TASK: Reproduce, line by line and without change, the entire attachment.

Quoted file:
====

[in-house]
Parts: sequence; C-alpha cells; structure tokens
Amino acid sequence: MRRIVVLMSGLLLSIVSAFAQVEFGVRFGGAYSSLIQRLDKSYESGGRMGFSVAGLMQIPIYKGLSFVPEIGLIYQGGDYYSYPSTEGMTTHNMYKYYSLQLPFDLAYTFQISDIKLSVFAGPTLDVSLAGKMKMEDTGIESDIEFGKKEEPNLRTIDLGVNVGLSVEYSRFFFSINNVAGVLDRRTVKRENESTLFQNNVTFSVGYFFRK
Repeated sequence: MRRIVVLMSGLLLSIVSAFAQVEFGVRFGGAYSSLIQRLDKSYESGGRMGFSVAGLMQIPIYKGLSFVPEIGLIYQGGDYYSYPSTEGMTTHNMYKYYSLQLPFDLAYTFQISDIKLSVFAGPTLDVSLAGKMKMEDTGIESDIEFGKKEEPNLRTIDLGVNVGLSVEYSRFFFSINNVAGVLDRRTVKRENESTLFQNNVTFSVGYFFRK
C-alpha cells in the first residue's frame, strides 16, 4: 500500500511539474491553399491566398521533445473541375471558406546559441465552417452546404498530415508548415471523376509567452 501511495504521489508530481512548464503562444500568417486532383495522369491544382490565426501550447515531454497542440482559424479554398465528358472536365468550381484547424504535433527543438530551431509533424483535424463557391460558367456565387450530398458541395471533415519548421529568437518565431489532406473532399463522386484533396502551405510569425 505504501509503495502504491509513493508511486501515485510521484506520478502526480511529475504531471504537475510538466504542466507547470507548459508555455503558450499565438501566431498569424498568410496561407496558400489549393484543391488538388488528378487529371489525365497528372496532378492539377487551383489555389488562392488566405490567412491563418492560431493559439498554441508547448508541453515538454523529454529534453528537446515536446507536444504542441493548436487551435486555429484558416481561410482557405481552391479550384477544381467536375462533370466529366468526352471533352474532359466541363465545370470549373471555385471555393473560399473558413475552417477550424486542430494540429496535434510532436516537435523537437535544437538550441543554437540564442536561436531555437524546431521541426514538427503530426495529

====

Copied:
[in-house]
Parts: sequence; C-alpha cells; structure tokens
Amino acid sequence: MRRIVVLMSGLLLSIVSAFAQVEFGVRFGGAYSSLIQRLDKSYESGGRMGFSVAGLMQIPIYKGLSFVPEIGLIYQGGDYYSYPSTEGMTTHNMYKYYSLQLPFDLAYTFQISDIKLSVFAGPTLDVSLAGKMKMEDTGIESDIEFGKKEEPNLRTIDLGVNVGLSVEYSRFFFSINNVAGVLDRRTVKRENESTLFQNNVTFSVGYFFRK
Repeated sequence: MRRIVVLMSGLLLSIVSAFAQVEFGVRFGGAYSSLIQRLDKSYESGGRMGFSVAGLMQIPIYKGLSFVPEIGLIYQGGDYYSYPSTEGMTTHNMYKYYSLQLPFDLAYTFQISDIKLSVFAGPTLDVSLAGKMKMEDTGIESDIEFGKKEEPNLRTIDLGVNVGLSVEYSRFFFSINNVAGVLDRRTVKRENESTLFQNNVTFSVGYFFRK
C-alpha cells in the first residue's frame, strides 16, 4: 500500500511539474491553399491566398521533445473541375471558406546559441465552417452546404498530415508548415471523376509567452 501511495504521489508530481512548464503562444500568417486532383495522369491544382490565426501550447515531454497542440482559424479554398465528358472536365468550381484547424504535433527543438530551431509533424483535424463557391460558367456565387450530398458541395471533415519548421529568437518565431489532406473532399463522386484533396502551405510569425 505504501509503495502504491509513493508511486501515485510521484506520478502526480511529475504531471504537475510538466504542466507547470507548459508555455503558450499565438501566431498569424498568410496561407496558400489549393484543391488538388488528378487529371489525365497528372496532378492539377487551383489555389488562392488566405490567412491563418492560431493559439498554441508547448508541453515538454523529454529534453528537446515536446507536444504542441493548436487551435486555429484558416481561410482557405481552391479550384477544381467536375462533370466529366468526352471533352474532359466541363465545370470549373471555385471555393473560399473558413475552417477550424486542430494540429496535434510532436516537435523537437535544437538550441543554437540564442536561436531555437524546431521541426514538427503530426495529